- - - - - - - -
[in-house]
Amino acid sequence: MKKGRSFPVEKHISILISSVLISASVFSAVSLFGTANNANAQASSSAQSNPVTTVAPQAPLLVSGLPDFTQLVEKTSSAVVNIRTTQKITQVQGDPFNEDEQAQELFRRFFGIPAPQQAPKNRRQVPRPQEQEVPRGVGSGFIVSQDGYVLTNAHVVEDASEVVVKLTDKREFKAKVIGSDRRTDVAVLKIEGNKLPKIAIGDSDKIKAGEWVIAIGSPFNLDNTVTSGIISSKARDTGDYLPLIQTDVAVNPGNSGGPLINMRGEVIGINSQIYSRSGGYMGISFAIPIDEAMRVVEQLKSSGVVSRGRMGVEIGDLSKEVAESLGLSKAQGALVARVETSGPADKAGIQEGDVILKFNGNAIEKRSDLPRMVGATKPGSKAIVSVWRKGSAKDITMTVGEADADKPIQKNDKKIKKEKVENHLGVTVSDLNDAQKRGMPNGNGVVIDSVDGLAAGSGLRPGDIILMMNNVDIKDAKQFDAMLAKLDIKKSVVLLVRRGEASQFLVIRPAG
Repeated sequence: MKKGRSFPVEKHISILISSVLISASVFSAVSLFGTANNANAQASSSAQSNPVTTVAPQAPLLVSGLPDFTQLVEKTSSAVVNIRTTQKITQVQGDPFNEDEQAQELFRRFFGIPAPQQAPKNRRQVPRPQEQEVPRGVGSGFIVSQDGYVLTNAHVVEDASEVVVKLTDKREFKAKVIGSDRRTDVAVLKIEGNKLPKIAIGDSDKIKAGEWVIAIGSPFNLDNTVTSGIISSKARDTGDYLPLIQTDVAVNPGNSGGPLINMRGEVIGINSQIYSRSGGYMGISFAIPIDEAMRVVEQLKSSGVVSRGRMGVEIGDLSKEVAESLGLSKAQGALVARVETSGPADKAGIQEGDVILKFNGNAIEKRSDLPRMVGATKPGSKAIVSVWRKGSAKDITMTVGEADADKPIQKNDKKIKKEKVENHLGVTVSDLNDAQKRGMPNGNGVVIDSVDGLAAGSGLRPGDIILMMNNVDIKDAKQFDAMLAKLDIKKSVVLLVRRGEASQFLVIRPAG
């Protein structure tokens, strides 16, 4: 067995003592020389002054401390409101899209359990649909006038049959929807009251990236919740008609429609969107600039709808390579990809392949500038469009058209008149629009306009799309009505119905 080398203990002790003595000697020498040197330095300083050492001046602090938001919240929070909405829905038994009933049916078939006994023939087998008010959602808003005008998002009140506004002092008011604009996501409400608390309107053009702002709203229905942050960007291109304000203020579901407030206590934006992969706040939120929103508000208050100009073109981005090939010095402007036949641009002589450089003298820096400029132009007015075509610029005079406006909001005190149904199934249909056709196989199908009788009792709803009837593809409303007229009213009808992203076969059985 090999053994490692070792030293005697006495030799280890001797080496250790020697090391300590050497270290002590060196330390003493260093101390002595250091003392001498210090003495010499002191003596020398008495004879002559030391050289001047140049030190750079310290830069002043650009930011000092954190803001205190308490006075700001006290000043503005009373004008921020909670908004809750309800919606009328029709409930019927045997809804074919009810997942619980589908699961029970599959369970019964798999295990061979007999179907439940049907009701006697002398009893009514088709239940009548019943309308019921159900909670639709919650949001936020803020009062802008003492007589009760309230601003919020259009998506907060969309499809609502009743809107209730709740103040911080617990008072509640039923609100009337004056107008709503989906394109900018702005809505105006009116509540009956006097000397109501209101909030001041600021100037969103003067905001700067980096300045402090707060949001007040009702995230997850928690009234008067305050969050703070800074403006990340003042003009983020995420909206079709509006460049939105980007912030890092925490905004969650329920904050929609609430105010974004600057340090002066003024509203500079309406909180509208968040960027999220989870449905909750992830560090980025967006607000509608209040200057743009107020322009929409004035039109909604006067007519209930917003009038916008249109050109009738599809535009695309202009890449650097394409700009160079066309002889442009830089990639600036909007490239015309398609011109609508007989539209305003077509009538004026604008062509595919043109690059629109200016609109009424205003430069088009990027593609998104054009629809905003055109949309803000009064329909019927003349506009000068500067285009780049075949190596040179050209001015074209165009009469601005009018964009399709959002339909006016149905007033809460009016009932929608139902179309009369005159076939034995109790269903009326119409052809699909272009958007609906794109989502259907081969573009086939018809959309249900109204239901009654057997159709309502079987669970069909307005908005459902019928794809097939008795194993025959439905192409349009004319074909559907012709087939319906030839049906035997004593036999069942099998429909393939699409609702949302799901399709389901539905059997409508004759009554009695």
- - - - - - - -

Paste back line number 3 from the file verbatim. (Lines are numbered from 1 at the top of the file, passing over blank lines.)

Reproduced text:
Repeated sequence: MKKGRSFPVEKHISILISSVLISASVFSAVSLFGTANNANAQASSSAQSNPVTTVAPQAPLLVSGLPDFTQLVEKTSSAVVNIRTTQKITQVQGDPFNEDEQAQELFRRFFGIPAPQQAPKNRRQVPRPQEQEVPRGVGSGFIVSQDGYVLTNAHVVEDASEVVVKLTDKREFKAKVIGSDRRTDVAVLKIEGNKLPKIAIGDSDKIKAGEWVIAIGSPFNLDNTVTSGIISSKARDTGDYLPLIQTDVAVNPGNSGGPLINMRGEVIGINSQIYSRSGGYMGISFAIPIDEAMRVVEQLKSSGVVSRGRMGVEIGDLSKEVAESLGLSKAQGALVARVETSGPADKAGIQEGDVILKFNGNAIEKRSDLPRMVGATKPGSKAIVSVWRKGSAKDITMTVGEADADKPIQKNDKKIKKEKVENHLGVTVSDLNDAQKRGMPNGNGVVIDSVDGLAAGSGLRPGDIILMMNNVDIKDAKQFDAMLAKLDIKKSVVLLVRRGEASQFLVIRPAG